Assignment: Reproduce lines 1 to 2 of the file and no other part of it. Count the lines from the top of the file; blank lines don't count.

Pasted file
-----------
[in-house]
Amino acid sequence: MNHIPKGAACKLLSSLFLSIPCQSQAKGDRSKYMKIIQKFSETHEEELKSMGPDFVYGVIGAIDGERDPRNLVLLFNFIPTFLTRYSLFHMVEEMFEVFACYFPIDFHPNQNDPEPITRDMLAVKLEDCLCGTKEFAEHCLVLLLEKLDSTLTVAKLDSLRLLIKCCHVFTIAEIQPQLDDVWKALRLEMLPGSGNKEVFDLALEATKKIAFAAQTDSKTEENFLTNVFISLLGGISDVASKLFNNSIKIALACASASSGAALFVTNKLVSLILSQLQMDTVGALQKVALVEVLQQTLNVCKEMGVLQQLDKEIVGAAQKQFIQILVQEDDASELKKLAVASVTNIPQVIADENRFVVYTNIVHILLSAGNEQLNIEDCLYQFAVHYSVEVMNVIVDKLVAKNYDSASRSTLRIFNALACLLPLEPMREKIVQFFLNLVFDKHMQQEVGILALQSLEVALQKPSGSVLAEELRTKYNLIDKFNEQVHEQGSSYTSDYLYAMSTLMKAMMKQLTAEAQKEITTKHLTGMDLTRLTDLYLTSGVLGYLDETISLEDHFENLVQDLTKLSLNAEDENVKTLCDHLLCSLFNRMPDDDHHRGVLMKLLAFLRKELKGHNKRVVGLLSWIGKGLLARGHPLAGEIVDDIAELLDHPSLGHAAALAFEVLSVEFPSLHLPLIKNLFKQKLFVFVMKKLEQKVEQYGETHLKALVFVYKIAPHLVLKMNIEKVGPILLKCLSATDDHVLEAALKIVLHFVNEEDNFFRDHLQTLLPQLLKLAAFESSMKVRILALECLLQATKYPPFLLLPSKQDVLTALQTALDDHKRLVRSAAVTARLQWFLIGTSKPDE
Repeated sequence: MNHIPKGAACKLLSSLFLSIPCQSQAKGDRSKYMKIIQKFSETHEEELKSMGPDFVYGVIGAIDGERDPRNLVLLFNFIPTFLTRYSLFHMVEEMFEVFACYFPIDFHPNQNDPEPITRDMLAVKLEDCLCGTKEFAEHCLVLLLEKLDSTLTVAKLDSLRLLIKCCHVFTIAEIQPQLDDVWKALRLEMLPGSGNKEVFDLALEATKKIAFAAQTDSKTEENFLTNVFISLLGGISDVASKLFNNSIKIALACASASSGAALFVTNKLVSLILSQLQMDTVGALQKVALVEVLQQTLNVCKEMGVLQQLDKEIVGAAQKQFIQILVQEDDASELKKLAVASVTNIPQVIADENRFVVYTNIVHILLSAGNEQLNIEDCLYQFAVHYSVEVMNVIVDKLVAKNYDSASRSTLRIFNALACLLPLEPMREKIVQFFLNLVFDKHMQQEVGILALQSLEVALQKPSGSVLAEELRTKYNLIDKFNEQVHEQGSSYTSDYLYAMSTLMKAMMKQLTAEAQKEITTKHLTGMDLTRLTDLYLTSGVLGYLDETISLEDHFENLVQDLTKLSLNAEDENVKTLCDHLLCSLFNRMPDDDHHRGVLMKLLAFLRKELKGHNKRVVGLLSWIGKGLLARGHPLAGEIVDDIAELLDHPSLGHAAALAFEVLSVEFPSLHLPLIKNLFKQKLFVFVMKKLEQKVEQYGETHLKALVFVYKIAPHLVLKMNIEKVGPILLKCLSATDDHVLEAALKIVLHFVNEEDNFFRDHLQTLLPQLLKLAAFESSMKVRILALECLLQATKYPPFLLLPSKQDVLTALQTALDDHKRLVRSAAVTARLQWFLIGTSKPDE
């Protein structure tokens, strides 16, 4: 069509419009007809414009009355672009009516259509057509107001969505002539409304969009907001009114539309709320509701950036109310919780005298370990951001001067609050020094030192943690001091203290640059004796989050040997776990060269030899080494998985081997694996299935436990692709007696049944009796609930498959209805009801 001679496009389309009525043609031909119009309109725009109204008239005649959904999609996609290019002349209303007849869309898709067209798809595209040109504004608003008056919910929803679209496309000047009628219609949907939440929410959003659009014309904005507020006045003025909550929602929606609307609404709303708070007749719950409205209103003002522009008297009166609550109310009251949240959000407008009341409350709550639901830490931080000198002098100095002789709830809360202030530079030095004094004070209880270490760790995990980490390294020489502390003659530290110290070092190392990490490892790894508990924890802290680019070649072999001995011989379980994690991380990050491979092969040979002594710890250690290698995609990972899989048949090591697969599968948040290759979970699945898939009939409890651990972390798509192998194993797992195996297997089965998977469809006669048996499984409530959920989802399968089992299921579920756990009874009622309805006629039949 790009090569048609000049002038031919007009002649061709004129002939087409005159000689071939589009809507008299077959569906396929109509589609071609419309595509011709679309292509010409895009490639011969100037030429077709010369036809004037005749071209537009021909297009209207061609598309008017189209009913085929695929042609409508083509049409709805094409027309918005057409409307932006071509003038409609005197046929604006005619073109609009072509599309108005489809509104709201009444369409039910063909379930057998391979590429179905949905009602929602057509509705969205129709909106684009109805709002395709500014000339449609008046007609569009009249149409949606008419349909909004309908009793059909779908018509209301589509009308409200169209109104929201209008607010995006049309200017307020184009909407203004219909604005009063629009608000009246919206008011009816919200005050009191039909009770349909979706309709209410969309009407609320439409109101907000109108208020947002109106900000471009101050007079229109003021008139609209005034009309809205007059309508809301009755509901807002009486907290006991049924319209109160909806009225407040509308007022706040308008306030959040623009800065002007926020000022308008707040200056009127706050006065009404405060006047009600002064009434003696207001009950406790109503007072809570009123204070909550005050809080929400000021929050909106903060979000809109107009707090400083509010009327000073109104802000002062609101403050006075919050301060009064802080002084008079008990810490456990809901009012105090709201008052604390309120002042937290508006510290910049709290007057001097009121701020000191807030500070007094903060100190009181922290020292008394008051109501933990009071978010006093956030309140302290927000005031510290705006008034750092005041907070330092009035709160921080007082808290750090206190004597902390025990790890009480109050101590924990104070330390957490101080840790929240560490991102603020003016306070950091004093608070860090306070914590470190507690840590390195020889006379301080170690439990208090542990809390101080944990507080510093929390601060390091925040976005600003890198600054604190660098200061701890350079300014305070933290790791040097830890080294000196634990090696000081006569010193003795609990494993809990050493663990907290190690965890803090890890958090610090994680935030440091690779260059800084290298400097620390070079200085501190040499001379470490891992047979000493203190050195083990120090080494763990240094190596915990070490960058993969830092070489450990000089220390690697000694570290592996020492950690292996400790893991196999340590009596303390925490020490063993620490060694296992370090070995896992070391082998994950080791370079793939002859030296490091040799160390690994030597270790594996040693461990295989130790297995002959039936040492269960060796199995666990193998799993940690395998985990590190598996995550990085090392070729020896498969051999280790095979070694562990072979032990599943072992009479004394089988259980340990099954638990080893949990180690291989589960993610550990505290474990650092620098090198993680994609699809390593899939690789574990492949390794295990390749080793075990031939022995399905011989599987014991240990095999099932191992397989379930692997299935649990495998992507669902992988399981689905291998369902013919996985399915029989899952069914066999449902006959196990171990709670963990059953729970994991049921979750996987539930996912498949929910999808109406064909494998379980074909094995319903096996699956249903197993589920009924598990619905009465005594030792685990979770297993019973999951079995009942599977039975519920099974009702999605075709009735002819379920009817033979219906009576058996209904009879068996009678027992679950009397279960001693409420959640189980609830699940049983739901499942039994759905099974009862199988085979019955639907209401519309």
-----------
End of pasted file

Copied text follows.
[in-house]
Amino acid sequence: MNHIPKGAACKLLSSLFLSIPCQSQAKGDRSKYMKIIQKFSETHEEELKSMGPDFVYGVIGAIDGERDPRNLVLLFNFIPTFLTRYSLFHMVEEMFEVFACYFPIDFHPNQNDPEPITRDMLAVKLEDCLCGTKEFAEHCLVLLLEKLDSTLTVAKLDSLRLLIKCCHVFTIAEIQPQLDDVWKALRLEMLPGSGNKEVFDLALEATKKIAFAAQTDSKTEENFLTNVFISLLGGISDVASKLFNNSIKIALACASASSGAALFVTNKLVSLILSQLQMDTVGALQKVALVEVLQQTLNVCKEMGVLQQLDKEIVGAAQKQFIQILVQEDDASELKKLAVASVTNIPQVIADENRFVVYTNIVHILLSAGNEQLNIEDCLYQFAVHYSVEVMNVIVDKLVAKNYDSASRSTLRIFNALACLLPLEPMREKIVQFFLNLVFDKHMQQEVGILALQSLEVALQKPSGSVLAEELRTKYNLIDKFNEQVHEQGSSYTSDYLYAMSTLMKAMMKQLTAEAQKEITTKHLTGMDLTRLTDLYLTSGVLGYLDETISLEDHFENLVQDLTKLSLNAEDENVKTLCDHLLCSLFNRMPDDDHHRGVLMKLLAFLRKELKGHNKRVVGLLSWIGKGLLARGHPLAGEIVDDIAELLDHPSLGHAAALAFEVLSVEFPSLHLPLIKNLFKQKLFVFVMKKLEQKVEQYGETHLKALVFVYKIAPHLVLKMNIEKVGPILLKCLSATDDHVLEAALKIVLHFVNEEDNFFRDHLQTLLPQLLKLAAFESSMKVRILALECLLQATKYPPFLLLPSKQDVLTALQTALDDHKRLVRSAAVTARLQWFLIGTSKPDE